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context "NT AUTHORITY\"? RRS feed

  • Question

  • What does context "NT AUTHORITY\" (in system accounts "NETWORK SERVICE", "LOCAL SERVICE", "LOCAL SYSTEM") tell to developer (user of corresponding accounts)?

    Other accounts have context of "local" %COMPUTERNAME% of domain %DOMAINNAME%
    What are differences or distinguishing features that "NT AUTHORITY\" was created above/aside additionally to all other contexts?
    Why and how does it relate to other contexts?

    There are system accounts that have more mundane local or domain contexts.
    Why this context was added/separated from others?

    Friday, September 10, 2010 4:32 AM

All replies

  • NT Authority\* are internal Windows accounts. From a developer's perspective only network service and local service should be used. Local System is provided for backward compatibility only as it has high rights that no application should ever require.

    However, a developer should "probably" always use a domain or local user account to run their application under. Then this user account would only be granted the minimum rights required to perform the actions of the application.

    Friday, September 10, 2010 5:01 AM
  • Local Service Account - NT AUTHORITY\LOCAL SERVICE

    The Local Service account is a built-in account that has the same level of access to resources and objects as members of the Users group. This limited access helps safeguard the system if individual services or processes are compromised.

    Services that run as the Local Service account access network resources as a null session without credentials.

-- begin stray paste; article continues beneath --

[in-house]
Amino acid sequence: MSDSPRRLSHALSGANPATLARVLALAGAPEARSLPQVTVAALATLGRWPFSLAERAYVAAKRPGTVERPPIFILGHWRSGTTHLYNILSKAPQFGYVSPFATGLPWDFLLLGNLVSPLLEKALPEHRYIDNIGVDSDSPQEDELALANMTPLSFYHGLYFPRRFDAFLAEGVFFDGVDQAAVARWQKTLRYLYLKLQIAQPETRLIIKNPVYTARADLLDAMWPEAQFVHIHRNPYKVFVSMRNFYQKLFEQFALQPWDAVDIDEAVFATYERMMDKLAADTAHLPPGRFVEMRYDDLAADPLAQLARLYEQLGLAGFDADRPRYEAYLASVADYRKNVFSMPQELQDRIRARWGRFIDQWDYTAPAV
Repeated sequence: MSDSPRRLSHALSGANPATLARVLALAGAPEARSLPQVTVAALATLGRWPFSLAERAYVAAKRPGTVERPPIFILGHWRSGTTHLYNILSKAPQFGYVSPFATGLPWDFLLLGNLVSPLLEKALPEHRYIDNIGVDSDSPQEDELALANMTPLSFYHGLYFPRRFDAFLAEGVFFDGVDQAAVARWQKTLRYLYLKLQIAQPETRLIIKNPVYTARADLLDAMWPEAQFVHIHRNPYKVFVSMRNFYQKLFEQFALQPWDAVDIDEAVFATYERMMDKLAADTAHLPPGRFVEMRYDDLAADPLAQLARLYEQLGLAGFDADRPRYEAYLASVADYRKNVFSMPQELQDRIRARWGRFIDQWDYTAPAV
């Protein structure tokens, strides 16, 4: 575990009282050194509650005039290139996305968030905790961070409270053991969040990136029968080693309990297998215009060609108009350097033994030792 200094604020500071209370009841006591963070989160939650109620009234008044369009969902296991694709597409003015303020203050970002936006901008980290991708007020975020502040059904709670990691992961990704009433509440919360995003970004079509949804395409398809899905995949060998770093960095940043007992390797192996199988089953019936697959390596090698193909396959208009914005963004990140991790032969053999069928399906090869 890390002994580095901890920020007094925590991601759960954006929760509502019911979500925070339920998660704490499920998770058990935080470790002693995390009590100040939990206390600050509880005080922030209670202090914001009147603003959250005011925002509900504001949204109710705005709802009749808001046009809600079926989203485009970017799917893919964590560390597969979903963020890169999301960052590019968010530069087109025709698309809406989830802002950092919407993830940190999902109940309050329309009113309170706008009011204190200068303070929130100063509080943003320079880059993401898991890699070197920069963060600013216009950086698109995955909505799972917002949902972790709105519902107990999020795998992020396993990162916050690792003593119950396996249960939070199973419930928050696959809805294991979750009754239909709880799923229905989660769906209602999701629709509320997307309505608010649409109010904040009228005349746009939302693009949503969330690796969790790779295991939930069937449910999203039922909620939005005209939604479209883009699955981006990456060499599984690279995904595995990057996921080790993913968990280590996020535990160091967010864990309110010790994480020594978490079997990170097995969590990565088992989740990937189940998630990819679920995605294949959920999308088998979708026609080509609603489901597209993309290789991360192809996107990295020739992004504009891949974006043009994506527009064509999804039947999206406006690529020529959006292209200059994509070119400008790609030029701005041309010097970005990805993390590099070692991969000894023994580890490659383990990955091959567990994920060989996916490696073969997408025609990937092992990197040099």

Be aware that the Local Service account is not supported for the SQL Server or SQL Server Agent services.

    Network Service Account - NT AUTHORITY\NETWORK SERVICE

    The Network Service account is a built-in account that has more access to resources and objects than members of the Users group.

    Services that run as the Network Service account access network resources by using the credentials of the computer account

    Local System Account - NT AUTHORITY\SYSTEM

    Local System is a very high-privileged built-in account. It has extensive privileges on the local system and acts as the computer on the network. 

    Source:  Setting Up Windows Service Accounts


    Sivaprasad S http://sivasql.blogspot.com Please click the Mark as Answer button if a post solves your problem!
    Friday, September 10, 2010 6:12 AM
  • NT Authority\* are internal Windows accounts. From a developer's perspective only network service and local service should be used. Local System is provided for backward compatibility only as it has high rights that no application should ever require.

    However, a developer should "probably" always use a domain or local user account to run their application under. Then this user account would only be granted the minimum rights required to perform the actions of the application.


    What do you mean under "Local System is provided for backward compatibility"?